In order to make a GUI which stays active while the main computation proceeds it is necessary for program to obey an interrupt whenever a GUI event occurs, such as the the user clicking on a button or otherwise manipulating a widget.  This is not easy to arrange with a traditional program design in which the order of execution is simply that specified by the programmer.  What is needed is an event-driven program design. In this the role of the main program is to create widgets and connect each one to a user-written subroutine called a call-back routine.  Using DISLIN this connection is made by means of calls to SWGCBK.  After the widgets are all specified WGFIN is called to invoke the GUI management system, which runs in an idle loop and waits for the user to interact with a widget. Whenever this happens the linked call-back routine is called.  In such a design the call-back routines have the responsibility not just of reading the user input but, when appropriate, running the main computation.

Each call-back routine has only a single integer argument which provides it with the appropriate widget identifier.  When the call-back routine is to run the main calculation it is likely to need access to much more information than this, including results from other widgets.  The best way to do this in Fortran is to have the call-back routines in a module, and set up module variables which are accessible to all the module procedures and contain the information necessary to run the main computation. In older versions of Fortran it was the practice to use common blocks for this, but modules storage is much more, well, modular. 

Since the call-back routine is provided with the identifier of the widget which invoked it, it is possible to have one call-back routine handling more than one widget (though this is easier if they are all of the same type).  This example shows a persistent GUI running the same date calculation as before; it contains two call-back routines: changeyear when the year is altered using the set of radio buttons (produced by WGBOX), and changedm invoked when either day or month is changed, using the list widgets produced by WGDLIS or WGLIS.  The setmjd routine also has a modest error trap: if you select a date of 30 or 31 in February it calls MSGBOX to display an error message which the user has to acknowledge execution continues.  It would be easy to extend this to cover other invalid dates.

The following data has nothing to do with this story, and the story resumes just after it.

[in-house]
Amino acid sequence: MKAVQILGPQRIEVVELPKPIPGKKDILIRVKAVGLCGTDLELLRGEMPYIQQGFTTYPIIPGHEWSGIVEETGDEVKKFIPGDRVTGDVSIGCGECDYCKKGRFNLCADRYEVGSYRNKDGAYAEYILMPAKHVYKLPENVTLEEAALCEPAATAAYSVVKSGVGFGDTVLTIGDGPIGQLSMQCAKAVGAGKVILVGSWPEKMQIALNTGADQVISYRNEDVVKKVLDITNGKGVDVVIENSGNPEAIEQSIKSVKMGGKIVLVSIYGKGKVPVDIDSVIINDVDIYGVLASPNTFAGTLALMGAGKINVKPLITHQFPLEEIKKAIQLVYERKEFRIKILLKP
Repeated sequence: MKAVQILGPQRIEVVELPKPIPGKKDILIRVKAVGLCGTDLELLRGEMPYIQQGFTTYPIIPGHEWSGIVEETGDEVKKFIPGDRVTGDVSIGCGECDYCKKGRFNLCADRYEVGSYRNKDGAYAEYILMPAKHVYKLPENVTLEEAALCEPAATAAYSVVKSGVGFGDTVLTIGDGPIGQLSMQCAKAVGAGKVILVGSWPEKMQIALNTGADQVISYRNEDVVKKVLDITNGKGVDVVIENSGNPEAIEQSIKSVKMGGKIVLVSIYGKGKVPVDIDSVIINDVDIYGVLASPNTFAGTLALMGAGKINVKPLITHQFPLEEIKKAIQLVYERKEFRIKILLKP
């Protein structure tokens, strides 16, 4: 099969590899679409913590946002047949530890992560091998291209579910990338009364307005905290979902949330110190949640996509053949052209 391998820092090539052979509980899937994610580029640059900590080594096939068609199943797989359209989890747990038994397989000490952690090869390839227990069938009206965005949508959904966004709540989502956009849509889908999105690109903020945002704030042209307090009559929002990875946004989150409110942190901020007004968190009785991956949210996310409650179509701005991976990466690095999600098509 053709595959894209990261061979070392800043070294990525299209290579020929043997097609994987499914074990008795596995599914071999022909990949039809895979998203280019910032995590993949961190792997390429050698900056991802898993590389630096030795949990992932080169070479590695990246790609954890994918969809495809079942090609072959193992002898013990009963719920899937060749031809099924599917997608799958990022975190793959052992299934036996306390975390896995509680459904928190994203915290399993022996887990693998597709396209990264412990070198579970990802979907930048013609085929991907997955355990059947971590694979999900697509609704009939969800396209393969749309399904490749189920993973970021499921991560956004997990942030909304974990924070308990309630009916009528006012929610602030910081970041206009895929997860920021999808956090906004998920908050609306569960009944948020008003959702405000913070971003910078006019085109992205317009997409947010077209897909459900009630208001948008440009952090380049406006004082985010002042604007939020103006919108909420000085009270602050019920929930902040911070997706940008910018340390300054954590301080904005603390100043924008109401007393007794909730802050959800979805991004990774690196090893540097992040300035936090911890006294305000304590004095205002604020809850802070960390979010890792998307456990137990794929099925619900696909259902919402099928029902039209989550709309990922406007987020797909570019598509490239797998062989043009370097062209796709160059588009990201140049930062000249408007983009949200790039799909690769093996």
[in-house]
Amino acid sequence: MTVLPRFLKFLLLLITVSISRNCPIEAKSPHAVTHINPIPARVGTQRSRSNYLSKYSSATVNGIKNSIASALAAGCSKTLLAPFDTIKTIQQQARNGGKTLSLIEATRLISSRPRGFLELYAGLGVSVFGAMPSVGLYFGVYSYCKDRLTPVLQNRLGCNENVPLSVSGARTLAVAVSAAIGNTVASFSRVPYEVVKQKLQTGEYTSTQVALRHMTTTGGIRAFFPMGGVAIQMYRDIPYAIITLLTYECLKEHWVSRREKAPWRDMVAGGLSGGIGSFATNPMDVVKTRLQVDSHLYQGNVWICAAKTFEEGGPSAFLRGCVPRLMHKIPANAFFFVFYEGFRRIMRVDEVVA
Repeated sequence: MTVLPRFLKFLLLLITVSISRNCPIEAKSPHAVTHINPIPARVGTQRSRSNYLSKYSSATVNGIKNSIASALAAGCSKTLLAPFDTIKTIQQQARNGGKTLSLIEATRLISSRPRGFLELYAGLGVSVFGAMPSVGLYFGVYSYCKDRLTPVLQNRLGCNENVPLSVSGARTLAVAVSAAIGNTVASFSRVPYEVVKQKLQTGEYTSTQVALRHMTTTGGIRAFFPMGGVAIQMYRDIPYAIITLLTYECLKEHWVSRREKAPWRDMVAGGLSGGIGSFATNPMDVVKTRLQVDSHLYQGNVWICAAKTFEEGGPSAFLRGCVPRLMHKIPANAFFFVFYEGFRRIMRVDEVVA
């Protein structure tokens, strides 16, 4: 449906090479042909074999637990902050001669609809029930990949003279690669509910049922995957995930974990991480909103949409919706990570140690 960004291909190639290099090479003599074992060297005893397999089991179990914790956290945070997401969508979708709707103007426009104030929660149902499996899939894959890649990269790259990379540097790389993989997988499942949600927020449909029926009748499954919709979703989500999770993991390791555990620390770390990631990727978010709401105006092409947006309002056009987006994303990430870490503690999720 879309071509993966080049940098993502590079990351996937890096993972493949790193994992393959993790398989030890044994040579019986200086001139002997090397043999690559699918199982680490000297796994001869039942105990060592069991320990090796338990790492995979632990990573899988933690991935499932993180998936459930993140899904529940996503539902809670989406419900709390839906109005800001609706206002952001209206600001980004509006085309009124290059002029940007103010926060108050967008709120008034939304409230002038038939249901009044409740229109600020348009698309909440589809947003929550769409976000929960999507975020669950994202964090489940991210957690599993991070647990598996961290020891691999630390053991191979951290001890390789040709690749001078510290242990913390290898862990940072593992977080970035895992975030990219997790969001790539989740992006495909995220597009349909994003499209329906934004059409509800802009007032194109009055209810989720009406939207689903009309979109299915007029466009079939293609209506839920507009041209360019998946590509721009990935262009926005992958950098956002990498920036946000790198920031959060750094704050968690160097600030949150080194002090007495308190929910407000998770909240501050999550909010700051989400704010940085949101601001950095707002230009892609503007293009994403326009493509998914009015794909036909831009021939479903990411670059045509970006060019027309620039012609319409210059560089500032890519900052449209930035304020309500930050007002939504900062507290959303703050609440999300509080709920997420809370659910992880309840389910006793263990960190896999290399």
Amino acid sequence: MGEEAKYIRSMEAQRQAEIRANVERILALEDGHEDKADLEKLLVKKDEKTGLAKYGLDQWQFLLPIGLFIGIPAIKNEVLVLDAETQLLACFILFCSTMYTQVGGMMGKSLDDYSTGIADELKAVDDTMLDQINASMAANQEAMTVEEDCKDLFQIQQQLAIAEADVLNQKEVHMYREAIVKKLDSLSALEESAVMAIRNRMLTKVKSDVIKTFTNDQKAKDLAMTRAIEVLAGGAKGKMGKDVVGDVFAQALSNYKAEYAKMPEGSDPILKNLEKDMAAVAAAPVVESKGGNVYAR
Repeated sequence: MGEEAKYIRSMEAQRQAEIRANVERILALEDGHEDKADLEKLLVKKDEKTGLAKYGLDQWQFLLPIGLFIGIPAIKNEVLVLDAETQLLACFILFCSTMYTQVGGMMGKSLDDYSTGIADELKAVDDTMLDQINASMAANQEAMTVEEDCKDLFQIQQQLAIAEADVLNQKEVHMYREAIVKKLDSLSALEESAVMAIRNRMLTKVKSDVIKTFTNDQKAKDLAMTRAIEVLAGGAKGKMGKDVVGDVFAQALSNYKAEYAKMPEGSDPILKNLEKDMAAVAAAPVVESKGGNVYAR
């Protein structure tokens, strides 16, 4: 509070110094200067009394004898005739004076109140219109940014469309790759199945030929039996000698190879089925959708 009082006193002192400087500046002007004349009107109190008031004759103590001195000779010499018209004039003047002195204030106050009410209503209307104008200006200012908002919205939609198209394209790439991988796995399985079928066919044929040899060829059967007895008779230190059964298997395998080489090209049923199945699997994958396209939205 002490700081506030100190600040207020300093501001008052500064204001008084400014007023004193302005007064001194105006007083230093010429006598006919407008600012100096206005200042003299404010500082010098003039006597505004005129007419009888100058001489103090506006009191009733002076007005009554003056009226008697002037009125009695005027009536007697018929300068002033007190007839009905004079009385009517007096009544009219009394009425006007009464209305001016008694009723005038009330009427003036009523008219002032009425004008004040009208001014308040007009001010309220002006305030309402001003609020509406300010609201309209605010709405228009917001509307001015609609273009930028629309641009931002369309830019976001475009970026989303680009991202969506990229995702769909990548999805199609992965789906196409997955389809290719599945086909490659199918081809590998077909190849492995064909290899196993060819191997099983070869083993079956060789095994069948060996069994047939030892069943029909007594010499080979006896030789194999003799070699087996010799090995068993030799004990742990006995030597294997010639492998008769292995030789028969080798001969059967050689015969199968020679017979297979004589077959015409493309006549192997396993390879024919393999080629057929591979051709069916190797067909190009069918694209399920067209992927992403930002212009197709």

MODULE cbmod
USE dislin
INTEGER :: day = 1, month = 1, year = 2007, &
           idbox, idtext, iddaylist, idmonthlist
CHARACTER :: result*20
SUBROUTINE changedm(id)
IF(id == iddaylist) THEN
   CALL GWGLIS(id, day)
   CALL GWGLIS(id, month)
CALL setmjd
SUBROUTINE changeyear(id)
CHARACTER :: syear*5
INTEGER :: nbutton
CALL GWGBOX(id, nbutton)
year = nbutton + 2005     ! because button 1 is year 2006
CALL setmjd
SUBROUTINE setmjd   
! Gets day, month, year from module variables
! Returns: result (also in module header)
INTEGER :: mm, mjd
CHARACTER :: dayname(0:6)*9, dayofweek*9
DATA dayname / "Wednesday", "Thursday", "Friday", "Saturday", &
               "Sunday",    "Monday",   "Tuesday" /
mm   = (month-14)/12          ! mm is -1 for Jan, Feb, zero for other months
mjd  = day - 2432076 + 1461*(year + 4800 + mm)/4 + 367 * &
       (month - 2 - 12*mm) / 12 - 3*((year + 4900 + mm)/100)/4
if(day > 29 .and. month == 2) CALL MSGBOX('February date error')
dayofweek = dayname(mod(mjd,7))
WRITE(result, '(I6,2X,A)') mjd, dayofweek
CALL SWGTXT(idtext, result)
USE cbmod
USE dislin
INTEGER :: ip, idok, isel
CALL SWGTIT("Date to MJD and day")
! Create parent window with vertical column of widgets
CALL WGDLIS(ip, "1|2|3|4|5|6|7|8|9|10|11|12|13|14|15|16|17|18|19|20|21&
                &|22|23|24|25|26|27|28|29|30|31", day, iddaylist)
CALL WGLIS(ip, "January|February|March|April|May|June|July|August|&
                &September|October|November|December", month, idmonthlist)
isel = year - 2005
CALL WGBOX(ip, "2006|2007|2008|2009|2010", isel, idbox)
CALL WGSTXT(ip, 1, 1, idtext)
CALL SWGCBK(iddaylist,   changedm)
CALL SWGCBK(idmonthlist, changedm)
CALL SWGCBK(idbox,       changeyear)
CALL WGOK(ip, idok)
CALL setmjd

The initial appearance of the GUI under Windows is:

You will see that whenever you change the date, the month, or the year, the MJD and day-of-week are immediately recalculated and both are displayed in the text box underneath.  Note that the MJD is the Julian Date - 2,400,000.5 days.

4. Displaying Execution Progress